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Farrier Daryl Bean at work in a hunter barn near her Oviedo, Fla., home. She’s been shoeing for the owner of this particular barn for 28 years. At first, the client had 2 horses. Now she has 33.
The first and only stop on Daryl Bean’s “Shoeing For A Living” day is a good testimony to the importance of giving every horse and client top-notch service.
After backing her shoeing rig up to the barn door, Bean notes that this barn belongs to Wendy Trocano, one of her longest continuous clients. She’s been shoeing horses for the owner for 28 years of her 31-year career as a farrier.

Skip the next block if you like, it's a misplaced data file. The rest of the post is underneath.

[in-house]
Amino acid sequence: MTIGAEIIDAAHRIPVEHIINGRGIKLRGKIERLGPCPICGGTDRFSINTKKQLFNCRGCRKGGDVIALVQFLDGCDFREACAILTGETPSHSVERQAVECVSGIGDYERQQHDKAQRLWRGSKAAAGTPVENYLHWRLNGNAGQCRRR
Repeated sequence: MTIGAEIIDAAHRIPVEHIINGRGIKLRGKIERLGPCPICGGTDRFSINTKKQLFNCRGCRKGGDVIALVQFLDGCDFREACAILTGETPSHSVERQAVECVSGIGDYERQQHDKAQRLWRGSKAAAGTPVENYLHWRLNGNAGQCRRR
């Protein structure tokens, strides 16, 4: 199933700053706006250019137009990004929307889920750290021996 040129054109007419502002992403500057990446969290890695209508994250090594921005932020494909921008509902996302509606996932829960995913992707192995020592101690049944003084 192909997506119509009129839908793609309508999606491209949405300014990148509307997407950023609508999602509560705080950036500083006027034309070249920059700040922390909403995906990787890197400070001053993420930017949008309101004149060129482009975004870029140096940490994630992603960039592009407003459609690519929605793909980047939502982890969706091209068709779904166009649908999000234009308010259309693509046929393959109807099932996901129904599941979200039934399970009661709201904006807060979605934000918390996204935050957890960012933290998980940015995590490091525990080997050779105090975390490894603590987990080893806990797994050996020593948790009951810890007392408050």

“When she first contacted me, she had two horses,” recalls Bean. “But over the years, her business has grown, and now I’m here all day at least once a week.”
Right now, the barn houses 33 horses and Bean shoes all of them. Not only that, but Bean leaves itemized shoeing bills with Trocano, who adds them to the boarding bills of her tenants, and pays Bean in one check, eliminating a lot of potential bookkeeping headaches for the farrier.
There’s clearly something to be said for cultivating successful long-term relationships. And it has paid off for Bean, who’s built a profitable shoeing business on rock-solid principles of keeping horses sound and her customers satisfied.
8:30 a.m. It’s very early January as Bean finishes setting up her shoeing equipment. She notes that this is “a little slower time of the year”…